Strive 2 Survive | Brown Clinic » Strive2Survive: a Watertown Wellness Program

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Thanksgiving! A time to spend with family, eat good food, watch football on TV…and exercise! “If you want to eat, you gotta move your feet”. The annual Turkey Day DASH took place on Thursday, a 5k run, and 2 mile walk. 360 people participated in this event. It is a great way to start out the holiday, and get your activity in, and then eat and enjoy the rest of the day as you want.

We had absolutely perfect weather for this as well. Ended up being at race time in the low 40’s, and then got into the mid 50’s by the middle of the afternoon. Great time to go for a walk to work off some of that noon meal as well. Nick came home from college, and brought my mom up with him, so we got to spend some great family time together as well. Sarah’s family made it up for the day as well. Great food, and great company.


The Turkey day DASH is becoming a family tradition for us now as well. You are out exercising with hundreds of other people, and then work up an appetite to eat, and not feel as guilty later because you already worked out. Thanksgiving is one of those times when we all indulge a little, and that is ok…but still good to keep within reason. And, there is no excuse to not exercise that day as well. There is always some time, you just have to figure out when is that time.

Here was my plate when we sat down. Turkey with stuffing, gravy, corn, a bun, and my moms famous noodle salad with grapes! Delicious!

It was a good time spending with family. We all had more than enough to eat. We then watched the Vikings win in football, and then the weather was so nice out, we went out for a walk, and just spent time outside and enjoyed the warm weather. We have had days where the temperature has been -25 degrees, so this was great!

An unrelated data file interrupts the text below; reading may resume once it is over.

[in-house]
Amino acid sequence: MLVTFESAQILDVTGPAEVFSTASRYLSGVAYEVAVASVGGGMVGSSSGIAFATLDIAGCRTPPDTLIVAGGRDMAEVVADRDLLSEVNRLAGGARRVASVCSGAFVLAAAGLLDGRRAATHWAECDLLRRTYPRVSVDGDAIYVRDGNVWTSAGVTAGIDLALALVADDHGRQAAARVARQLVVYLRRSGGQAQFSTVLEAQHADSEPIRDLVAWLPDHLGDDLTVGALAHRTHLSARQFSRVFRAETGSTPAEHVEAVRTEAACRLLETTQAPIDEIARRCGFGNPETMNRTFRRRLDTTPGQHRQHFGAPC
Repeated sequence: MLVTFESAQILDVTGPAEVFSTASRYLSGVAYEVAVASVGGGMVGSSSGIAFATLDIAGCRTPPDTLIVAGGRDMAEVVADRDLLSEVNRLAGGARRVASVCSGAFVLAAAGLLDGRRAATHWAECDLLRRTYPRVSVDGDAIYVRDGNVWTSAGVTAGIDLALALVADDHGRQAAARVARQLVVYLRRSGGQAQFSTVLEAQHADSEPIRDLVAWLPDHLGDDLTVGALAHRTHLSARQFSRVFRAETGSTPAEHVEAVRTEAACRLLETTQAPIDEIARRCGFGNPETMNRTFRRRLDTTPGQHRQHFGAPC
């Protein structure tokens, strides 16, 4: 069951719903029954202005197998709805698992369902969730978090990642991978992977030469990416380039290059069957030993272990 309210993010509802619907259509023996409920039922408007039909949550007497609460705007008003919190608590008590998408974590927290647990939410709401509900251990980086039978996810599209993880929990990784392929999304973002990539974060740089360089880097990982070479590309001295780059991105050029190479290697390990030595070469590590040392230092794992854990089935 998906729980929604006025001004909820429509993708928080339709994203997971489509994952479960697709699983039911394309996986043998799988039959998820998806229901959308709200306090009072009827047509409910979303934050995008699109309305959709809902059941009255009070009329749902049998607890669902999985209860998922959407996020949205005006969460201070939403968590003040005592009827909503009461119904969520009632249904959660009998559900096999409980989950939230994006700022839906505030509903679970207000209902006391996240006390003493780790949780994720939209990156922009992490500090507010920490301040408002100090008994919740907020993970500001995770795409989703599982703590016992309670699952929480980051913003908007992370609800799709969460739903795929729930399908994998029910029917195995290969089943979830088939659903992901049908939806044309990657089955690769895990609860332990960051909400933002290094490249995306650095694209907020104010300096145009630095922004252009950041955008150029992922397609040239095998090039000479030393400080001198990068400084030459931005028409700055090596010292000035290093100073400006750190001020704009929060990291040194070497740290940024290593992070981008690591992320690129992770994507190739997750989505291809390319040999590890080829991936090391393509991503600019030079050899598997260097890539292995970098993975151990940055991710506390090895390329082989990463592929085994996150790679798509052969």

They were taking pictures of everybody coming across the finish line at the race. After we crossed, I reached my hand out to Sarah to high five her…we came across together…and she was not looking at me right then. So I turned towards her more, and then she saw me and high fived back, but the angle of the camera looks like I am smacking her in the face! Truly, it is just the angle of the camera!


But it was a great way to start the day. Many of the run club members…friends…were there as well. This, too, is becoming a tradition as well.


There is always time to take care of yourself, stay in shape, and spend time with friends. You have to figure out how you are going to do this, and how you are going to make time for it. Is this always easy to do? No! It takes some effort to figure out when this will get worked into your day. You have to plan…you have to learn to make accommodations…you have to make an effort. When all is said and done, you will be happy you did it. Learn to make adjustments. Invest in you. Are you not worth it? The days go by fast. Don’t waste the time we do have. Take advantage of it, and enjoy life to its fullest. Strive to survive! Spend the holidays with family, and make them special. Those same people will not always be in your life. Make life count! Keep moving everybody!

Dr. Dan

Consecutive Exercise Day #: 3714

thanksgiving